Schapelle Corby
Convicted Australian drug trafficker Schapelle Corby is released from Kerobokan Prison in Denpasar, Bali, February 10, 2014. Indonesia released Corby on parole on Monday, the Australian woman who was sentenced to 20 years in prison in 2005 for trying to smuggle 4 kg (8.8 lb) of marijuana into Bali. Reuters/Murdani Usman

According to the Indonesian authorities, the unconstructive attitude of Schapelle Corby towards Indonesia has made it quite tough for the people over there to show any sympathy for Andrew Chan and Myuran Sukumaran. The focus on Corby made it even more difficult for the Indonesians to forget and forgive what the two convicts from Australia did.

The former chief justice of the constitutional court of Indonesia, Jimly Asshiddiqie, specified that the push for execution of Chan and Sukumaran came from the President Joko Widodo personally.

Chan and Sukumaran belonged to the Bali nine group of Australia and were caught in 2005 while attempting to smuggle drugs from Indonesia to Australia. According to reports, the duo was not new in this business but were accused of at least three drug smuggling attempts earlier in 2005. Schapelle Corby , a then-27-year-old woman from Queensland, was found guilty of smuggling drugs into Indonesia. However, since her arrest, she maintained that the drugs were planted in her bag and she was unaware of its presence.

Though she was sentenced to 20 years of imprisonment by the Denpasar District Court, Corby spent only nine years in jail and petitioned the clemency on the grounds of mental illness to Sushilo Bambang, the then-President of Indonesia. Her parole condition specified that she cannot leave the country before July 2017.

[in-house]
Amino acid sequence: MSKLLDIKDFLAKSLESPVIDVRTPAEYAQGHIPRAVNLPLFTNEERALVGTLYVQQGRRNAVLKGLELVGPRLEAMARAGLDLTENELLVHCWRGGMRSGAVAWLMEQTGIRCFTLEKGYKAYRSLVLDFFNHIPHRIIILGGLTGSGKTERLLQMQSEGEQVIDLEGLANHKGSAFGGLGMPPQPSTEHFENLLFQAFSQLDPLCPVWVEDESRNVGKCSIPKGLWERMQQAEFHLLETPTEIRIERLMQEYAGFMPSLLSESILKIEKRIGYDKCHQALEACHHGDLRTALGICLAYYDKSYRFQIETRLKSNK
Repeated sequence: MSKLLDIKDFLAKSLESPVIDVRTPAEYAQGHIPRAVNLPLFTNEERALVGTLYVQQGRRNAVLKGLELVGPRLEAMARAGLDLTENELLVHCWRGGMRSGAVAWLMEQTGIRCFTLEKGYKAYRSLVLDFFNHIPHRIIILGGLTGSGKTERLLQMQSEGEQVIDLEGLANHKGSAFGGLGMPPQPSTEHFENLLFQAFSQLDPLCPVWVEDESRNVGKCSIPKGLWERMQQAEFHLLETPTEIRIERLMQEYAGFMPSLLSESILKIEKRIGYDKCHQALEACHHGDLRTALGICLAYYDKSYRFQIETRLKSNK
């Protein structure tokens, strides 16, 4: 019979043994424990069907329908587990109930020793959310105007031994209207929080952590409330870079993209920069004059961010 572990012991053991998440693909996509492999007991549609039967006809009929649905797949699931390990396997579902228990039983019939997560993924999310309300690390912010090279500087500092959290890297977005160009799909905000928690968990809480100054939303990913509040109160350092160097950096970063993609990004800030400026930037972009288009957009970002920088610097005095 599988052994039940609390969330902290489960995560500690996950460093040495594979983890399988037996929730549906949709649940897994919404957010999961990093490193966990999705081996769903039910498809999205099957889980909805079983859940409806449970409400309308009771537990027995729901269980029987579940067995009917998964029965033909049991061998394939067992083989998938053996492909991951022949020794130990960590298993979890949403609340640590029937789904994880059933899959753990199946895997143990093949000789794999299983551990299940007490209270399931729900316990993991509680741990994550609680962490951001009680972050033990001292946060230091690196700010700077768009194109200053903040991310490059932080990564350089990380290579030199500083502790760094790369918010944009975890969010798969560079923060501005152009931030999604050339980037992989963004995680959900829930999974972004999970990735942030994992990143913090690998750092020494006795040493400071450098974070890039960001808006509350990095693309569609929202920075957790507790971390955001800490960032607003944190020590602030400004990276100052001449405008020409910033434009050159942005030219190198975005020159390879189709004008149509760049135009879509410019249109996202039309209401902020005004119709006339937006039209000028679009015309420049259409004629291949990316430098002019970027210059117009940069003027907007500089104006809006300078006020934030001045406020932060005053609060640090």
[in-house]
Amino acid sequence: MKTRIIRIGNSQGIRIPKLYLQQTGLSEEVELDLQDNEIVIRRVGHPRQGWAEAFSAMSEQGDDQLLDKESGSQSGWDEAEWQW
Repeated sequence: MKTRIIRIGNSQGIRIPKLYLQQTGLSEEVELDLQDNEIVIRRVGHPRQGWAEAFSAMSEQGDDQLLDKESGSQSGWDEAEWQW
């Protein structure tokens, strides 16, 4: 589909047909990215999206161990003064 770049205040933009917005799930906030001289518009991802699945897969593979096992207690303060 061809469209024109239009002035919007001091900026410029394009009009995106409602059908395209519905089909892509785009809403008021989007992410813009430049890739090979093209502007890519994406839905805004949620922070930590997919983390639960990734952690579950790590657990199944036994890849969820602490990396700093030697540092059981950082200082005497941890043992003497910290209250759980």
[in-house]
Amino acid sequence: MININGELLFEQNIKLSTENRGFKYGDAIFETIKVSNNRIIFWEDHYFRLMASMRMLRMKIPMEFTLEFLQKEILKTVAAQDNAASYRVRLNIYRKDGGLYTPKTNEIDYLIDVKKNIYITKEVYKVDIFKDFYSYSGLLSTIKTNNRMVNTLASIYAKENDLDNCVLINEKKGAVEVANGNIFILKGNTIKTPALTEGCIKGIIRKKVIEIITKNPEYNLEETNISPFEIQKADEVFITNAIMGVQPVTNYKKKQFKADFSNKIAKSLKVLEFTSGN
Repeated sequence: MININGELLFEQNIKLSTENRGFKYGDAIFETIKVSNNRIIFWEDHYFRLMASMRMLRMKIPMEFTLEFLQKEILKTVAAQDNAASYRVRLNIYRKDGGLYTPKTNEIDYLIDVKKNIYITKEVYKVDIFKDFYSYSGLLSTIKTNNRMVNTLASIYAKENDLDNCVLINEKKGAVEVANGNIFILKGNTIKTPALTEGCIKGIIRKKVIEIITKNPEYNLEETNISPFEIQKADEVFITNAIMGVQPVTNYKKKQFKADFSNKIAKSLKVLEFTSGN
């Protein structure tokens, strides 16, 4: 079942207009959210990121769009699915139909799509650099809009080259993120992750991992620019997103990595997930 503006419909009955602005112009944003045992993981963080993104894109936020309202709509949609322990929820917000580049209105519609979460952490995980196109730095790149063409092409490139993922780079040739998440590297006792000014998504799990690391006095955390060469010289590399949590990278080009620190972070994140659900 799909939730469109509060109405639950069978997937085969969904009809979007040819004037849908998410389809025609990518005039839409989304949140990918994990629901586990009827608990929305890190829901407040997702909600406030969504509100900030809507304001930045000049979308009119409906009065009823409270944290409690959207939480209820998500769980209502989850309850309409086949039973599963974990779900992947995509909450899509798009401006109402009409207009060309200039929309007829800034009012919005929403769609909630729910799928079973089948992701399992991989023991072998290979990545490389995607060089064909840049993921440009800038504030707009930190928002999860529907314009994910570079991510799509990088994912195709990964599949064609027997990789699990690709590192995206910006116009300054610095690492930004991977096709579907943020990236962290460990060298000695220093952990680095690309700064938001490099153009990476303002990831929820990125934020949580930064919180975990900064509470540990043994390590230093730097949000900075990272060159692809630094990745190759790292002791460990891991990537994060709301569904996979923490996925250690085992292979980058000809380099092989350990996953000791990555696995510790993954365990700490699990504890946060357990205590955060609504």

Asshiddiqie, the key player in the anti-death penalty issue for the case, also confirmed to Fairfax Media that Jusuf Kalla, vice president of Indonesia, belonged to the group that stood against the execution of the two from Bali nine group. Asshiddiqie, however, believed that the clemency granted to Corby in 2012 was among one of the negative steps in the campaign.

Mercedes, after release of her sister Corby on parole in February 2015, attended an exclusive interview with Seven Network where she said that the drugs found in the boogie board bag “could have been from Indonesia.” The statement spread anger among the Indonesian public as she seemed to blame others instead of accepting her sister’s misdeeds.

Also, a poll about clemency for Sukumaran and Chan was conducted by Roy Morgan Research for Triple J, youth radio station. Mr Joko seized the poll and concluded that “the majority of the people in Australia don’t care about the executions -- only the minority gets angry with Indonesia.”

“So they think this is only about Abbott’s politics, not Australia as a whole … the [Indonesian] government thinks this is not hurting the people of Australia, it’s only elites, who claim to be popular by misusing public anger.” Asshiddiqie said.

Asshiddiqie said to Sydney Morning Herald, “[Former President] SBY [Sushilo Bambang Yudhoyono] once gave clemency to Corby, and ... she still spoke very badly about Indonesia. She never showed her thanks, or expressed any thanks to Indonesia.” According to him, this has created a very bad impression of her among the Indonesian public.

Contact the writer at, or let us know what you think below.